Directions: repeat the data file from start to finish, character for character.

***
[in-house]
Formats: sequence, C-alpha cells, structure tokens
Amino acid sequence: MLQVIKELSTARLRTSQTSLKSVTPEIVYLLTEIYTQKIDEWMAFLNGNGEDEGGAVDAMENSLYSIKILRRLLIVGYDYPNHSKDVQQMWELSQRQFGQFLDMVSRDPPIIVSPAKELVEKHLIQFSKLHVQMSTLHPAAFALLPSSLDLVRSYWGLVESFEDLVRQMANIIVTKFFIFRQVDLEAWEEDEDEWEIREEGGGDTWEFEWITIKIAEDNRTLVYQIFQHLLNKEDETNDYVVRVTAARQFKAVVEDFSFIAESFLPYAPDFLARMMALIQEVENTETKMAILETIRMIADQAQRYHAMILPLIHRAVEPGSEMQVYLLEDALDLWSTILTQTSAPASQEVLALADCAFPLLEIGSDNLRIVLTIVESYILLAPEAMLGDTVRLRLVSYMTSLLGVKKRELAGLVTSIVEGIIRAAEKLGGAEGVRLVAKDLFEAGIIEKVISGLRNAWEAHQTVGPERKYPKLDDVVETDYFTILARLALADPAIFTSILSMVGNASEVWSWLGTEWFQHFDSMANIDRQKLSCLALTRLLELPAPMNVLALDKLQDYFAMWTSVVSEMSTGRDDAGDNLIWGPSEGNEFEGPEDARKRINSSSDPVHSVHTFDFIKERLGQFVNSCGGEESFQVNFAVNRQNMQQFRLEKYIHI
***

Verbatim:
[in-house]
Formats: sequence, C-alpha cells, structure tokens
Amino acid sequence: MLQVIKELSTARLRTSQTSLKSVTPEIVYLLTEIYTQKIDEWMAFLNGNGEDEGGAVDAMENSLYSIKILRRLLIVGYDYPNHSKDVQQMWELSQRQFGQFLDMVSRDPPIIVSPAKELVEKHLIQFSKLHVQMSTLHPAAFALLPSSLDLVRSYWGLVESFEDLVRQMANIIVTKFFIFRQVDLEAWEEDEDEWEIREEGGGDTWEFEWITIKIAEDNRTLVYQIFQHLLNKEDETNDYVVRVTAARQFKAVVEDFSFIAESFLPYAPDFLARMMALIQEVENTETKMAILETIRMIADQAQRYHAMILPLIHRAVEPGSEMQVYLLEDALDLWSTILTQTSAPASQEVLALADCAFPLLEIGSDNLRIVLTIVESYILLAPEAMLGDTVRLRLVSYMTSLLGVKKRELAGLVTSIVEGIIRAAEKLGGAEGVRLVAKDLFEAGIIEKVISGLRNAWEAHQTVGPERKYPKLDDVVETDYFTILARLALADPAIFTSILSMVGNASEVWSWLGTEWFQHFDSMANIDRQKLSCLALTRLLELPAPMNVLALDKLQDYFAMWTSVVSEMSTGRDDAGDNLIWGPSEGNEFEGPEDARKRINSSSDPVHSVHTFDFIKERLGQFVNSCGGEESFQVNFAVNRQNMQQFRLEKYIHI